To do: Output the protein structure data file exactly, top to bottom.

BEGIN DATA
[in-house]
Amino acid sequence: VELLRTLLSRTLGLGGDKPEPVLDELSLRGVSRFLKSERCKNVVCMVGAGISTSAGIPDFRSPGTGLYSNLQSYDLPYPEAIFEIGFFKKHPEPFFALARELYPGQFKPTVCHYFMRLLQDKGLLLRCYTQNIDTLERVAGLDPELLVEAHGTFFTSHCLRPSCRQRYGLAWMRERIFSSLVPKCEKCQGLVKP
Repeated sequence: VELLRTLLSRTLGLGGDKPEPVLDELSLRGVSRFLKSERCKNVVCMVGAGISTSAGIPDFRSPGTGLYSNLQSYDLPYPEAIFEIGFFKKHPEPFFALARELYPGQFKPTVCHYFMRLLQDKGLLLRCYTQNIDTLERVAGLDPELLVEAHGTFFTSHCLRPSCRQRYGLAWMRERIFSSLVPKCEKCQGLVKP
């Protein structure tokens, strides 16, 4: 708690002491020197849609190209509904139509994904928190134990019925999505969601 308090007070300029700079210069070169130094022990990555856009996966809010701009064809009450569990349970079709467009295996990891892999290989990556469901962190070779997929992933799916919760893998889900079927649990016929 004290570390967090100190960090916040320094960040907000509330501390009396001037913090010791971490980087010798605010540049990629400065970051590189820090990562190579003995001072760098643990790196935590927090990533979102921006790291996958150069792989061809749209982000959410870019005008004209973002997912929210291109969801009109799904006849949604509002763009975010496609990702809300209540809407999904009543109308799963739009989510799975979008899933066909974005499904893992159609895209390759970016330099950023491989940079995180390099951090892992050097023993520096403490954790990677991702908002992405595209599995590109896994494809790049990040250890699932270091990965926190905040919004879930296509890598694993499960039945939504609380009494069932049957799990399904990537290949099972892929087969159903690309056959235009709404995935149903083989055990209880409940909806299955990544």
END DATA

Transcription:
[in-house]
Amino acid sequence: VELLRTLLSRTLGLGGDKPEPVLDELSLRGVSRFLKSERCKNVVCMVGAGISTSAGIPDFRSPGTGLYSNLQSYDLPYPEAIFEIGFFKKHPEPFFALARELYPGQFKPTVCHYFMRLLQDKGLLLRCYTQNIDTLERVAGLDPELLVEAHGTFFTSHCLRPSCRQRYGLAWMRERIFSSLVPKCEKCQGLVKP
Repeated sequence: VELLRTLLSRTLGLGGDKPEPVLDELSLRGVSRFLKSERCKNVVCMVGAGISTSAGIPDFRSPGTGLYSNLQSYDLPYPEAIFEIGFFKKHPEPFFALARELYPGQFKPTVCHYFMRLLQDKGLLLRCYTQNIDTLERVAGLDPELLVEAHGTFFTSHCLRPSCRQRYGLAWMRERIFSSLVPKCEKCQGLVKP
């Protein structure tokens, strides 16, 4: 708690002491020197849609190209509904139509994904928190134990019925999505969601 308090007070300029700079210069070169130094022990990555856009996966809010701009064809009450569990349970079709467009295996990891892999290989990556469901962190070779997929992933799916919760893998889900079927649990016929 004290570390967090100190960090916040320094960040907000509330501390009396001037913090010791971490980087010798605010540049990629400065970051590189820090990562190579003995001072760098643990790196935590927090990533979102921006790291996958150069792989061809749209982000959410870019005008004209973002997912929210291109969801009109799904006849949604509002763009975010496609990702809300209540809407999904009543109308799963739009989510799975979008899933066909974005499904893992159609895209390759970016330099950023491989940079995180390099951090892992050097023993520096403490954790990677991702908002992405595209599995590109896994494809790049990040250890699932270091990965926190905040919004879930296509890598694993499960039945939504609380009494069932049957799990399904990537290949099972892929087969159903690309056959235009709404995935149903083989055990209880409940909806299955990544």